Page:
The object of the present invention is to provide a mail sorting system with improved sorting efficiency and which requires less labor.
Another object of the invention is to provide a mail sorting system with coding devices which are capable of sorting a large amount of mail irrespective of variations in the amount of rejected or unrecognized mail over time.
According to the invention, a mail sorting system is provided which includes a plurality of mail sorters and a plurality of coding devices. Each mail sorter includes a recognition unit which occasionally fails to recognize zip code or address information. Each coding device includes a display device and a keyboard. A distributor, which has a plurality of file units corresponding to the mail sorters, is connected between mail sorters and coding devices.
When a recognition unit in a mail sorter fails to recognize zip code or address information, the rejected image is supplied to the file unit in the distributor corresponding to the mail sorter. The distributor is further provided with an assigning controller and a memory which stores control tables. The control tables contain supervising information about the mail sorters and coding devices such as the frequency and number of rejections by each recognition unit and the processing condition of the coding devices. The assigning controller identifies a coding device where the rejected image in the file unit should be transferred using the control tables. The distributor then transfers the rejected image to a selected coding device. The coding device displays the rejected image on the display device so that the operator can enter corrected data, such as the correct zip code or address, on the keyboard. The distributor supplies the corrected data to a mail sorter so that mail rejected by a particular recognition unit can be automatically delivered to a sorting device.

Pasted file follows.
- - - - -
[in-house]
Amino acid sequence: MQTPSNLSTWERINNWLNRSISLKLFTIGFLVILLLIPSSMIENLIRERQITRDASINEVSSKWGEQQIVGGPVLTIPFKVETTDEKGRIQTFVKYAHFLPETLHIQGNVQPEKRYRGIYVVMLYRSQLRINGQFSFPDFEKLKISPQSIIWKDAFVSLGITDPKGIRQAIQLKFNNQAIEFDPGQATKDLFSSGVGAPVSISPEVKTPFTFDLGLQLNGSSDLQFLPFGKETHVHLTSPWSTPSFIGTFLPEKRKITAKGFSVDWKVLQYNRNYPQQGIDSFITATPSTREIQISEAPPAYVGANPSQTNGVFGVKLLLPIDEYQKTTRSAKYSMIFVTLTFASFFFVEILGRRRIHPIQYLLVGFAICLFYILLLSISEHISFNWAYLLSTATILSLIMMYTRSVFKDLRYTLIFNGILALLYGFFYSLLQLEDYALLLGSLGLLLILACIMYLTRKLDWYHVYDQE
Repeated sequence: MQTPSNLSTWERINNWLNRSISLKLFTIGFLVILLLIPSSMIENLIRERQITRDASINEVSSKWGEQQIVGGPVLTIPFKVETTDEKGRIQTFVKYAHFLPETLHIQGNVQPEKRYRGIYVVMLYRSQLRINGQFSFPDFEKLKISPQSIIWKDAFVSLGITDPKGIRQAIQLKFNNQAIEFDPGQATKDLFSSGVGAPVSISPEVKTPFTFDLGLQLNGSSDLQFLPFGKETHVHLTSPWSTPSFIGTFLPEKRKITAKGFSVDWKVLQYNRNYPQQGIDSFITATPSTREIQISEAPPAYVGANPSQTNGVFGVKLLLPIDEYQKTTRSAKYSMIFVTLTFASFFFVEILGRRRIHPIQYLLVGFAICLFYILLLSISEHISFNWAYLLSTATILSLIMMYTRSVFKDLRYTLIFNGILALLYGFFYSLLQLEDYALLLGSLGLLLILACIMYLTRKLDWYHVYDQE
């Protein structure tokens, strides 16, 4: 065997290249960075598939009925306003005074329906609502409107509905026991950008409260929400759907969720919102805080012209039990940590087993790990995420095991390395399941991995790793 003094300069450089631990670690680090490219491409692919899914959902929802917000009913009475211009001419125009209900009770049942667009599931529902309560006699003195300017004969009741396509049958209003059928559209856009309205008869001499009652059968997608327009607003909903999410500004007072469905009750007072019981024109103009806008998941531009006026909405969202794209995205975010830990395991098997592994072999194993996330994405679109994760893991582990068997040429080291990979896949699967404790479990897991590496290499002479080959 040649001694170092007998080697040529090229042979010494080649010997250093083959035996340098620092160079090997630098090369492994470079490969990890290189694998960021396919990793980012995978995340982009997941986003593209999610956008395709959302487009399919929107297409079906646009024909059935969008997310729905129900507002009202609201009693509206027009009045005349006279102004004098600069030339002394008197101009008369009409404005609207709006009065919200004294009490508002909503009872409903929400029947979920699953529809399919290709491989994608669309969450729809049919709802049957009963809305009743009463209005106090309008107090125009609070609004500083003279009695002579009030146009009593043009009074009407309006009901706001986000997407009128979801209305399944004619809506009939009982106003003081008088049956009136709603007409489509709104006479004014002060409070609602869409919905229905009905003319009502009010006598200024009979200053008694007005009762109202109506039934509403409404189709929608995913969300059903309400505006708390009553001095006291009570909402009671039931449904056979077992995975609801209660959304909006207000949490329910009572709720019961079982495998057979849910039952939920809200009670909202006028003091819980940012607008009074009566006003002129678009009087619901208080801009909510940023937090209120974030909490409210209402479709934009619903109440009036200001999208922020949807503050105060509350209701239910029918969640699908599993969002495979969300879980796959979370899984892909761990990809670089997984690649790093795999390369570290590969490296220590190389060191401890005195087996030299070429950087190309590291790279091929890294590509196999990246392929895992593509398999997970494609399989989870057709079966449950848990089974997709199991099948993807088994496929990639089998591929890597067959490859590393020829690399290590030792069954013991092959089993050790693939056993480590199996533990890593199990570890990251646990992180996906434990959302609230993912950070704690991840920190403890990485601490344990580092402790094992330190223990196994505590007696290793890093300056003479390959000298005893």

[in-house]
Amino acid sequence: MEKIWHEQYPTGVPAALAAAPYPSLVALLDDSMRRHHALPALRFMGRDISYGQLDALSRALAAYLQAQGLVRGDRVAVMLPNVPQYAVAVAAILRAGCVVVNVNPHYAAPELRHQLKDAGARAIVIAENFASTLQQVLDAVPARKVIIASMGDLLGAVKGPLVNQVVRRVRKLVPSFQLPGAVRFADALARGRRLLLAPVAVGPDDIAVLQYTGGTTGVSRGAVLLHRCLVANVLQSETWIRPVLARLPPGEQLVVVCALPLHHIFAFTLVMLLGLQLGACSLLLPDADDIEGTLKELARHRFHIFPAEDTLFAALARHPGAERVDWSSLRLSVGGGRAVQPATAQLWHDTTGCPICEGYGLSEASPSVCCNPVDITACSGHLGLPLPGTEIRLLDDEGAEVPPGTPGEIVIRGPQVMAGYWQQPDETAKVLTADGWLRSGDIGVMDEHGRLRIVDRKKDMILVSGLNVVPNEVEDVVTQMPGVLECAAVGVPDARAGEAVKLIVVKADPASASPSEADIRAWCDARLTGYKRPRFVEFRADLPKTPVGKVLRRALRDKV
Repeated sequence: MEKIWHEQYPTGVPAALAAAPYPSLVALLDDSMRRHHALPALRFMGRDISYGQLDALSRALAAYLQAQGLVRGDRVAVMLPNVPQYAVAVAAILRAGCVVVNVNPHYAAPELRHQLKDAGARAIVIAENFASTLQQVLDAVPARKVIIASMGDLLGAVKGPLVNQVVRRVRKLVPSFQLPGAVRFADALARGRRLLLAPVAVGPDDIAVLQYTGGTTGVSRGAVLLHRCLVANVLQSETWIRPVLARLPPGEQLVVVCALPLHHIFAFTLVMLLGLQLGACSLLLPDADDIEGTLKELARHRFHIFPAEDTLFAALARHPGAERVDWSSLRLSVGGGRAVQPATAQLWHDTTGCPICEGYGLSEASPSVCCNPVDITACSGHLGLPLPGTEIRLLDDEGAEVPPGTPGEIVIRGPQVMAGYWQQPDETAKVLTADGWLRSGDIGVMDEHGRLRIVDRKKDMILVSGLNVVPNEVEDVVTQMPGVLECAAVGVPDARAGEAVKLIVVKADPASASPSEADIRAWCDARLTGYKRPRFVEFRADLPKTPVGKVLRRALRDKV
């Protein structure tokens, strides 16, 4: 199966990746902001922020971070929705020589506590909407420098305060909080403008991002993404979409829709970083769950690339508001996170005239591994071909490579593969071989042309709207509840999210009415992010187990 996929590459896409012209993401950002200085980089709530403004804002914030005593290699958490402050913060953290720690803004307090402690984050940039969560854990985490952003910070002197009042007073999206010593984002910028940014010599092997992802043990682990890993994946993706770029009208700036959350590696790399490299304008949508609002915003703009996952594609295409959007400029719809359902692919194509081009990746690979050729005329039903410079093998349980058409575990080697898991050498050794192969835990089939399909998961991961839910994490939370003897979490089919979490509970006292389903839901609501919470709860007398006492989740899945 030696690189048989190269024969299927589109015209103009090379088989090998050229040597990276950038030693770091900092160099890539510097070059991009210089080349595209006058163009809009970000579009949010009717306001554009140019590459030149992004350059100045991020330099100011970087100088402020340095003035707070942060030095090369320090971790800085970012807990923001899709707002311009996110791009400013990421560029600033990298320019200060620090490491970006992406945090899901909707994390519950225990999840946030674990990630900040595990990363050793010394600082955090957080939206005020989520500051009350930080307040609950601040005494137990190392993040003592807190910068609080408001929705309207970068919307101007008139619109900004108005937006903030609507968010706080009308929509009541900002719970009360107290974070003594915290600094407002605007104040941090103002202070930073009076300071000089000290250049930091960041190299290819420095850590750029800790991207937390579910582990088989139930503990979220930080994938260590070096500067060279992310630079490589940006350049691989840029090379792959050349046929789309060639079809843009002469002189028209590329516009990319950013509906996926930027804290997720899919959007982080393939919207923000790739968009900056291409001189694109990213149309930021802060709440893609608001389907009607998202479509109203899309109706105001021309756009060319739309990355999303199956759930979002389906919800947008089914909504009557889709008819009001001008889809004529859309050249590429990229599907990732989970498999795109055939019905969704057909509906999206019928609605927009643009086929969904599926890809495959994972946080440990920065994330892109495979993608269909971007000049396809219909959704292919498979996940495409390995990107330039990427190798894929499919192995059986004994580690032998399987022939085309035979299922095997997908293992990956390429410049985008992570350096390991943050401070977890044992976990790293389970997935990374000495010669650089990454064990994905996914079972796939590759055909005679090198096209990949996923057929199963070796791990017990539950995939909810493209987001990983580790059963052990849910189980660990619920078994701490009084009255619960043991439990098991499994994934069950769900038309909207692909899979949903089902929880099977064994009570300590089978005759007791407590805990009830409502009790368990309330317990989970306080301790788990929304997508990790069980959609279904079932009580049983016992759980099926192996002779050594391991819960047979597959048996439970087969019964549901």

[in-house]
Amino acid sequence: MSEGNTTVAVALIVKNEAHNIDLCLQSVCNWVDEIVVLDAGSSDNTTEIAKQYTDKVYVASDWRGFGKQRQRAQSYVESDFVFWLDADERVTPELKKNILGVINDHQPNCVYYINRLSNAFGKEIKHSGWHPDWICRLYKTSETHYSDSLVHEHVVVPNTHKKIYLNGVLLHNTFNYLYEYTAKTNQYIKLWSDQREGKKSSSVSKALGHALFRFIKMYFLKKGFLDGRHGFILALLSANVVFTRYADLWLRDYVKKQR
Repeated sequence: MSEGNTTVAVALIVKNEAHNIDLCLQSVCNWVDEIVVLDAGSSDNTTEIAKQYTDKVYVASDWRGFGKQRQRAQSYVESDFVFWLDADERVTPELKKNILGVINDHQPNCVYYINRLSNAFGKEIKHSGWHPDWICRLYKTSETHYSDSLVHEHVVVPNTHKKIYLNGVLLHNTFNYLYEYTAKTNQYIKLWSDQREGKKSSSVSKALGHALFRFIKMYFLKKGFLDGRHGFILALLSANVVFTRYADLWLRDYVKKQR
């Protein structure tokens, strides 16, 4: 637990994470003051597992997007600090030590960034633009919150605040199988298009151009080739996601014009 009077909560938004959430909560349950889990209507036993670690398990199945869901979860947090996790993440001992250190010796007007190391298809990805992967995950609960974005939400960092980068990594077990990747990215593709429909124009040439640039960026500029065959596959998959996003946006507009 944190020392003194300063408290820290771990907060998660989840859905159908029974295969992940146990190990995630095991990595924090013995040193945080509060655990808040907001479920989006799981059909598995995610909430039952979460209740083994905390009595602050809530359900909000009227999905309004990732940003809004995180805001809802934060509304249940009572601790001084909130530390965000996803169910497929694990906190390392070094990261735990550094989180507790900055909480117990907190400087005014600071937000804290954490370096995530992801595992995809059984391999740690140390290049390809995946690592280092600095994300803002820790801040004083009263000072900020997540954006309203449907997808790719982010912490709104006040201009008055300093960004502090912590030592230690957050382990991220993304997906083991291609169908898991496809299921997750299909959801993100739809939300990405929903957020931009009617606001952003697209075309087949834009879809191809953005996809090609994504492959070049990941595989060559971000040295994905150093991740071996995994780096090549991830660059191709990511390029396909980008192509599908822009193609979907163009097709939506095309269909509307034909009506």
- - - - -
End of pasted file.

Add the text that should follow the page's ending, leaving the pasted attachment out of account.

Since there is no fixed relation between mail sorters and coding devices in the mail sorting system of the present invention, this system makes it possible to deal with variations in load over time. Even when a concentration of rejected images occurs in a particular mail sorter, the mail can be coded by several coding devices in parallel to prevent a so-called `overflow` state. Thus, the overall sorting efficiency of the mail sorting system of the present invention is greatly improved. Furthermore, the number of coding devices can be kept to the minimum number necessary for the system because contrary to prior mail sorting systems in which each sorter has one or more exclusive coding devices, there is no fixed relationship between the mail sorters and coding devices in the present mail sorting system.BRIEF DESCRIPTION OF DRAWINGS
FIG. 1 is a block diagram showing a preferred embodiment of the invention;
FIG. 2 is a perspective view showing one of mail sorters 1a to 1n in FIG. 1;
FIGS. 3A through 3E show data formats used in the embodiment of FIG. 1;
FIG. 4 is an example of sort control unit 14 in FIG. 1;
FIG. 5 is a flow chart showing the operation of sort control unit 14 in FIG. 4;